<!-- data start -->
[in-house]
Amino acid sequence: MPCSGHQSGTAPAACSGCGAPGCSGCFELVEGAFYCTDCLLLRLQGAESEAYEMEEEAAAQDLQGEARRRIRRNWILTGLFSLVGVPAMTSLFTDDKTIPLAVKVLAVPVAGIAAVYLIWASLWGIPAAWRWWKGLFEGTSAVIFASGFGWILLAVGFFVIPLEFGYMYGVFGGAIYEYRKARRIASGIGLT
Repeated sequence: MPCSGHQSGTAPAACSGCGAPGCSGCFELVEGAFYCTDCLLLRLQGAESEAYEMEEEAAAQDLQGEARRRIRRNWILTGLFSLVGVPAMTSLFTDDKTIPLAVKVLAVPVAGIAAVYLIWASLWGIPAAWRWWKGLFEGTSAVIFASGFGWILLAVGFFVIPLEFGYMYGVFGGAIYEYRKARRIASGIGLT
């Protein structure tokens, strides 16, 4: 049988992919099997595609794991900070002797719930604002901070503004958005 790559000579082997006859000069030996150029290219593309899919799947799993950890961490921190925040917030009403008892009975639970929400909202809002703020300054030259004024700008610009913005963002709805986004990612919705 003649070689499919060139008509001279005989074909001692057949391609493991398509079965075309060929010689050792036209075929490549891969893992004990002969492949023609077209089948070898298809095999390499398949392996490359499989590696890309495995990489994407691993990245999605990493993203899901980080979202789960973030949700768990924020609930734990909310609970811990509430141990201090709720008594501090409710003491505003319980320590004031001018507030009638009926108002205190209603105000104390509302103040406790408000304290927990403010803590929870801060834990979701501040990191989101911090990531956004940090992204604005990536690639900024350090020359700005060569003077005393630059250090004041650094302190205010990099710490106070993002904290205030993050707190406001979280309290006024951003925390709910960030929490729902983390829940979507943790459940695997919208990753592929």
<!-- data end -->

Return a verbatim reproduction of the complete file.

[in-house]
Amino acid sequence: MPCSGHQSGTAPAACSGCGAPGCSGCFELVEGAFYCTDCLLLRLQGAESEAYEMEEEAAAQDLQGEARRRIRRNWILTGLFSLVGVPAMTSLFTDDKTIPLAVKVLAVPVAGIAAVYLIWASLWGIPAAWRWWKGLFEGTSAVIFASGFGWILLAVGFFVIPLEFGYMYGVFGGAIYEYRKARRIASGIGLT
Repeated sequence: MPCSGHQSGTAPAACSGCGAPGCSGCFELVEGAFYCTDCLLLRLQGAESEAYEMEEEAAAQDLQGEARRRIRRNWILTGLFSLVGVPAMTSLFTDDKTIPLAVKVLAVPVAGIAAVYLIWASLWGIPAAWRWWKGLFEGTSAVIFASGFGWILLAVGFFVIPLEFGYMYGVFGGAIYEYRKARRIASGIGLT
């Protein structure tokens, strides 16, 4: 049988992919099997595609794991900070002797719930604002901070503004958005 790559000579082997006859000069030996150029290219593309899919799947799993950890961490921190925040917030009403008892009975639970929400909202809002703020300054030259004024700008610009913005963002709805986004990612919705 003649070689499919060139008509001279005989074909001692057949391609493991398509079965075309060929010689050792036209075929490549891969893992004990002969492949023609077209089948070898298809095999390499398949392996490359499989590696890309495995990489994407691993990245999605990493993203899901980080979202789960973030949700768990924020609930734990909310609970811990509430141990201090709720008594501090409710003491505003319980320590004031001018507030009638009926108002205190209603105000104390509302103040406790408000304290927990403010803590929870801060834990979701501040990191989101911090990531956004940090992204604005990536690639900024350090020359700005060569003077005393630059250090004041650094302190205010990099710490106070993002904290205030993050707190406001979280309290006024951003925390709910960030929490729902983390829940979507943790459940695997919208990753592929």